The Taliban agreed Tuesday to free 19 South Korean church volunteers held hostage since July after the government in Seoul pledged to end all missionary work and keep a promise to withdraw its troops from Afghanistan by the end of the year.
International Red Cross vehicles carry the Taliban representatives to the Afghan Red Crescent Society of Gazni province, where the Taliban and Korean delegations will discuss for fate of the Korean hostages in the city of Ghazni province, west of Kabul, Afghanistan, Aug. 28, 2007. [AP]
The Taliban originally seized 23 South Koreans, but have since killed two of the hostages and released two others.
Direct talks between Taliban negotiators and South Korean officials in central Afghanistan led to the agreement to end the hostage crisis, which had exposed the growing security problems facing Afghanistan.
"I would like to dance," Cho Myung-ho, mother of 28-year-old hostage Lee Joo-yeon, said in South Korea after hearing news of the impending release. There was no word, though, on when it would take place.
Qari Yousef Ahmadi, a Taliban spokesman, said South Korean and Taliban delegates at face-to-face talks Tuesday in the central town of Ghazni had "reached an agreement" to free the captives.
South Korean presidential spokesman Cheon Ho-sun said the deal had been reached "on the condition that South Korea withdraws troops by the end of year and South Korea suspends missionary work in Afghanistan," he said.
In reaching the deal, South Korea did not appear to commit to anything it did not already plan to do. Seoul has already said it would withdraw its 200 non-combat troops by the end of the year and has also sought to prevent missionaries from causing trouble in countries where they were not wanted.
"We welcome the agreement to release 19 South Koreans," said Cheon.
The government and relatives of the hostages had insisted that the 19 kidnapped South Koreans were not missionaries, but were doing aid work.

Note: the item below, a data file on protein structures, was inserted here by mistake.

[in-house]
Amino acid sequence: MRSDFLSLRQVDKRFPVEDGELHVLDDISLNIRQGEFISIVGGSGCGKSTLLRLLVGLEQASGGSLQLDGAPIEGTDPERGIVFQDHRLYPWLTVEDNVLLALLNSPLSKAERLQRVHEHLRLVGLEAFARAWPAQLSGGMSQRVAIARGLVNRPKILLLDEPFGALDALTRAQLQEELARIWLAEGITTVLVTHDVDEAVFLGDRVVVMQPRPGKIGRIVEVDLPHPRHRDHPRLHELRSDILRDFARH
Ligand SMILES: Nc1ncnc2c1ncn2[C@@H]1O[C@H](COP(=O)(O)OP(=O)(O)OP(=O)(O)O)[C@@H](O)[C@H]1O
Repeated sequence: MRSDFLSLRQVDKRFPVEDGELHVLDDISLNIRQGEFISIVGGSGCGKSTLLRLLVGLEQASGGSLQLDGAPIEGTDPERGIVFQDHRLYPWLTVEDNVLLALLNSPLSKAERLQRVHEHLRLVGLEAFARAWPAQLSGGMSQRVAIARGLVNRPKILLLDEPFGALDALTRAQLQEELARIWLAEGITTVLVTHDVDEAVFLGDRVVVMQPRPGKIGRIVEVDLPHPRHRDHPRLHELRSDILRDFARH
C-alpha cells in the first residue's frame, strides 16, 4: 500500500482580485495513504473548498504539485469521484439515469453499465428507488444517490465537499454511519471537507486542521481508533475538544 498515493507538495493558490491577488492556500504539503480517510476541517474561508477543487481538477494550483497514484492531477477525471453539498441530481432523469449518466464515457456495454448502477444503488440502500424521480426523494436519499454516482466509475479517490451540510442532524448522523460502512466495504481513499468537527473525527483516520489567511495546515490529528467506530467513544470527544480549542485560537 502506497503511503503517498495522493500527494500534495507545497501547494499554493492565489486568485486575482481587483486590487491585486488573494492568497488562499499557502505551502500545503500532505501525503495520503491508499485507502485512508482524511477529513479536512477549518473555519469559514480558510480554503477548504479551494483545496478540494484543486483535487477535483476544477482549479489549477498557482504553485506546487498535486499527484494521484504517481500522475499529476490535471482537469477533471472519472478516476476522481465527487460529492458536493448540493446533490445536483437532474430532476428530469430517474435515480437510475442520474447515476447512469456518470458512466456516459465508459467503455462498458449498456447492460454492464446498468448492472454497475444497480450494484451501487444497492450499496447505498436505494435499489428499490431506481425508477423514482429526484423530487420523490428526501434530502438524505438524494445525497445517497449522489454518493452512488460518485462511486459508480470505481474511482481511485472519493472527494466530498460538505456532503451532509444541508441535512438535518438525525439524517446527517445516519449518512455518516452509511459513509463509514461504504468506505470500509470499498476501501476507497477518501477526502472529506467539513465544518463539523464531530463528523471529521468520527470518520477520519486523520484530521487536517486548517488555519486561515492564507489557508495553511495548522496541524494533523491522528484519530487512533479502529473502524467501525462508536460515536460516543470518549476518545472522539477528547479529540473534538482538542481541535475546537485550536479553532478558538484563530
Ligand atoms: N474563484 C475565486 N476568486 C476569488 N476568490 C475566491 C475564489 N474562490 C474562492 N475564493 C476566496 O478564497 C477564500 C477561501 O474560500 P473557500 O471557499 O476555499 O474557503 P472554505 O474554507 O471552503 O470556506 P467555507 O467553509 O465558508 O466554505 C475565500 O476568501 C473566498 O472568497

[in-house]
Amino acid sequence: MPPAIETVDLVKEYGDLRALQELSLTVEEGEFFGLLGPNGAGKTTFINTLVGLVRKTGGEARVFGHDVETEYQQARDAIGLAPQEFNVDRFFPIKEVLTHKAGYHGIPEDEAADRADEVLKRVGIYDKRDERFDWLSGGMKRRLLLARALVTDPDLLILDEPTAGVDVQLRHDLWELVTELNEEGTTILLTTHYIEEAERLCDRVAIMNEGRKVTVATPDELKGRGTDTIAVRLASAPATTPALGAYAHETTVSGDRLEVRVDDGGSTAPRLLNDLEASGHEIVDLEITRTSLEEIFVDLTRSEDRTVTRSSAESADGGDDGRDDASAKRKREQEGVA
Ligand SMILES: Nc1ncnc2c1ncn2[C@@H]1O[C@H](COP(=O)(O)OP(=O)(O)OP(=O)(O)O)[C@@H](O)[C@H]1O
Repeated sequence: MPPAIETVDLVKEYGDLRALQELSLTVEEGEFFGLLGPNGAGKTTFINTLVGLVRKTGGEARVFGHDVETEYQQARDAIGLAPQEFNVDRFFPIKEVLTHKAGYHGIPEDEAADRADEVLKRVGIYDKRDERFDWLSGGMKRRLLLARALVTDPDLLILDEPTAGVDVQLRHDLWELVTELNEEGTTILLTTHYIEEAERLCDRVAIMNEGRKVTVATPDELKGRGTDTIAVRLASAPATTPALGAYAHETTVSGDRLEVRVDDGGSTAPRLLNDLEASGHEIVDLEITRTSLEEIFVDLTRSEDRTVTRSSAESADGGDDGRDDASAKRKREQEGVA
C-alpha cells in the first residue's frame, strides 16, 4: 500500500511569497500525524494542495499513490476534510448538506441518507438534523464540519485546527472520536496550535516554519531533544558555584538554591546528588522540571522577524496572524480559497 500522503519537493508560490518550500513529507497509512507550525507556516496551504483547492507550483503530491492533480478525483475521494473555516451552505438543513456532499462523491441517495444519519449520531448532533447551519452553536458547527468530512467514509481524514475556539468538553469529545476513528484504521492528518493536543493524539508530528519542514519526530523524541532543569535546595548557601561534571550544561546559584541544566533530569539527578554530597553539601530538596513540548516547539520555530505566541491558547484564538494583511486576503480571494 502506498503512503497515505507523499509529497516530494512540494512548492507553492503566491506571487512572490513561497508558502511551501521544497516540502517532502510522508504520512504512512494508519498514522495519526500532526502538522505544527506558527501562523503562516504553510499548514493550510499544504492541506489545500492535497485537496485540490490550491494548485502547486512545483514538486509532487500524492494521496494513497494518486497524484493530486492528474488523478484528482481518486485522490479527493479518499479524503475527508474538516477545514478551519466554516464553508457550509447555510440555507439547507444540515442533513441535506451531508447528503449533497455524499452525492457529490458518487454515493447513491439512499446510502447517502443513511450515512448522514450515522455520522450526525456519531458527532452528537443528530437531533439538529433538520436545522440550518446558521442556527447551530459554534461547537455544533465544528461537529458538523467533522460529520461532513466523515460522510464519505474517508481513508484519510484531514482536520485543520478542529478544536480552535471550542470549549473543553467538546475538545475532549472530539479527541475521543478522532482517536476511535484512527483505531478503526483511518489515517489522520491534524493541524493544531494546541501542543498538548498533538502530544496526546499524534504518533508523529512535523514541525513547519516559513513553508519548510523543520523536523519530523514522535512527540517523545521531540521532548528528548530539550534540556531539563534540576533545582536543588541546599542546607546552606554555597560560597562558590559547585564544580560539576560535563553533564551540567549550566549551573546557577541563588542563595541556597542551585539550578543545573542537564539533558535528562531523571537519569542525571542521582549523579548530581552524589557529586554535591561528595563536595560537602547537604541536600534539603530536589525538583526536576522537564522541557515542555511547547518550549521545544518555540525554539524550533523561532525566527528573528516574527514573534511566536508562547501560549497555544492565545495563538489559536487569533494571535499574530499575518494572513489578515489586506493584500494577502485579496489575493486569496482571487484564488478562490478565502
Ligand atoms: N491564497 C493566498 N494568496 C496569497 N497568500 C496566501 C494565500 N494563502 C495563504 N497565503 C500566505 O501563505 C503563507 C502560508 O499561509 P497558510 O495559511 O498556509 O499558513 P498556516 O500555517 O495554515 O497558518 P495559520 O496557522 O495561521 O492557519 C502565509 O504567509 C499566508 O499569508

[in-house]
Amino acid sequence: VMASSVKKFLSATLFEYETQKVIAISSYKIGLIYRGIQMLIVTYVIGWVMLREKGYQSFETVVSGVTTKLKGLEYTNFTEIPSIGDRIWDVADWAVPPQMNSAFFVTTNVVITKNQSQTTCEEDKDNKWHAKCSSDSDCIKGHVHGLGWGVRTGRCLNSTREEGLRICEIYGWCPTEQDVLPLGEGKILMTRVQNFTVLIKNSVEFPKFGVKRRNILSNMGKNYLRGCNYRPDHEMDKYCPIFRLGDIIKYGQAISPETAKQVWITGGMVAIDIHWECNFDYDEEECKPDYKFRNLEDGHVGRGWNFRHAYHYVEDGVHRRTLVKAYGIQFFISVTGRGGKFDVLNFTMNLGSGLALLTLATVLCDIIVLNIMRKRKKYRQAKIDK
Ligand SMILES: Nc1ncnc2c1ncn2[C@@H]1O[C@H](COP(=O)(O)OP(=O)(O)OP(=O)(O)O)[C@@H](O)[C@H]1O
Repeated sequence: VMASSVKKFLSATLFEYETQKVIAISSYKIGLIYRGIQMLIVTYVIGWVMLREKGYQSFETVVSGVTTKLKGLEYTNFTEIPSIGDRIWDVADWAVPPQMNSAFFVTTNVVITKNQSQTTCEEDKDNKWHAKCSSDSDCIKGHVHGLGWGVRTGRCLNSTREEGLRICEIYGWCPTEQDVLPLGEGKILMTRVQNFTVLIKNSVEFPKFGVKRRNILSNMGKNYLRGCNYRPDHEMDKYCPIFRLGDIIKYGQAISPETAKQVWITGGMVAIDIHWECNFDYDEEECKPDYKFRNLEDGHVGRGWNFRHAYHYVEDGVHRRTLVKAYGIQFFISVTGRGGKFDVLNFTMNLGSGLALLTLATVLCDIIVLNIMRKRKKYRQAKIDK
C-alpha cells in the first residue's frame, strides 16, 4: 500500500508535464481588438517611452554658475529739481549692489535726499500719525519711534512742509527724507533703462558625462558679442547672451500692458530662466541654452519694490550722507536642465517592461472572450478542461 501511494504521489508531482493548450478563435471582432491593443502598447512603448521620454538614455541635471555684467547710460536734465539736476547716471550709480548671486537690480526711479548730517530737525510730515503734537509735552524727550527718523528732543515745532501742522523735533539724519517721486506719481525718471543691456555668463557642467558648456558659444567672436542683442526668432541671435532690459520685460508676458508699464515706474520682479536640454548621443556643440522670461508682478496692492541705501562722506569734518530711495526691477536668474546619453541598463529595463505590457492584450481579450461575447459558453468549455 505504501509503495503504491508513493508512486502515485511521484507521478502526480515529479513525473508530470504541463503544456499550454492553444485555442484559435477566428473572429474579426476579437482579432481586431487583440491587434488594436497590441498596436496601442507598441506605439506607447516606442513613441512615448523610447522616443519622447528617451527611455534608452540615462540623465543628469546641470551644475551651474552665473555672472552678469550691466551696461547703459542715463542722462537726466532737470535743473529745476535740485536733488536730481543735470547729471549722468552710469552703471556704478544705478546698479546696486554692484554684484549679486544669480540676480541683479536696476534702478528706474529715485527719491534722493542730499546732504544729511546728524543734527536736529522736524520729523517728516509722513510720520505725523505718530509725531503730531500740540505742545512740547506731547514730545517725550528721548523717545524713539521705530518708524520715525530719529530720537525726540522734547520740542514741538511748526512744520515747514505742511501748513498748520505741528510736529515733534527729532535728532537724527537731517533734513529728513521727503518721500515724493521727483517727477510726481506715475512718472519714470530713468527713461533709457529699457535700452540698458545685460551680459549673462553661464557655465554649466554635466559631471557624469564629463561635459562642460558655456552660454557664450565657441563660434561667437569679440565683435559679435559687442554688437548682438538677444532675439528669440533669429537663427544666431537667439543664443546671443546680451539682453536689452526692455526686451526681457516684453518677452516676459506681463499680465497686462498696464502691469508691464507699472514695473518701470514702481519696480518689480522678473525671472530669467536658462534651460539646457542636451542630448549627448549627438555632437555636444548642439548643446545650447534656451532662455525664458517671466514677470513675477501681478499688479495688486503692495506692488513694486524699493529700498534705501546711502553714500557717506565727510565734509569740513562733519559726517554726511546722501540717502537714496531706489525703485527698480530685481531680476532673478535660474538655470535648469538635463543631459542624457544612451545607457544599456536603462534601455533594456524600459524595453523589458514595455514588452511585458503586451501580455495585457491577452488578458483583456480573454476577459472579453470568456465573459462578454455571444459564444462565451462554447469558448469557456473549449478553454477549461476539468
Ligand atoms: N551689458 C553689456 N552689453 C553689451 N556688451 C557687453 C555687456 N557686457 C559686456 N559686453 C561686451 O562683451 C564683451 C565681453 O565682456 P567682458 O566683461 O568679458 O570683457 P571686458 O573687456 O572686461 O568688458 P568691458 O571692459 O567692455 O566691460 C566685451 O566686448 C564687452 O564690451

The Taliban had initially demanded the withdrawal of South Korean troops from the country and the release of prisoners in exchange for freeing the hostages, but Afghan officials had ruled out any exchange, saying it would only encourage further kidnappings.
Taliban spokesmen have previously said they had no interest in a ransom payment.
Presidential spokesman Cheon said that he was informed by South Korean officials in Afghanistan that money was not discussed during negotiations with the Taliban, which were mediated by representatives of the International Committee of the Red Cross.
Relatives of the South Koreans hostages held by the Taliban leave for the Qatari embassy to appeal for the safe return of the 19 remaining hostages, in Seongnam, south of Seoul, August 28, 2007. [Reuters]
"We are sorry to the public for causing concern, but we thank the government officials for the (impending) release," said Cha Sung-min, whose 32-year-old sister Cha Hye-jin was being held.
"Still, our hearts are broken as two died, so we convey our sympathy to the bereaved family members," said Cha, 31, who has served as a spokesman for the hostages' relatives.
Abductions have become a key insurgent tactic in recent months in trying to destabilize the country, targeting both Afghan officials and foreigners helping with reconstruction. A German engineer and four Afghan colleagues kidnapped a day before the South Koreans are still being held.
Violence in Afghanistan is running at its highest level since the Taliban ouster.
In eastern Afghanistan, a suicide bomber attacked NATO troops helping build a bridge, killing three soldiers.
The suicide bomber approached the troops building a bridge in eastern Afghanistan on Tuesday, killing three soldiers and wounding six, NATO said. The alliance did not disclose the nationalities of the victims or the exact location of the blast. Most foreign troops in the east of the country are American.
US-led coalition and Afghan troops, meanwhile, killed up to 21 suspected Taliban militants in three separate clashes in southern Afghanistan, and a roadside blast killed four Afghan soldiers in the east, officials said.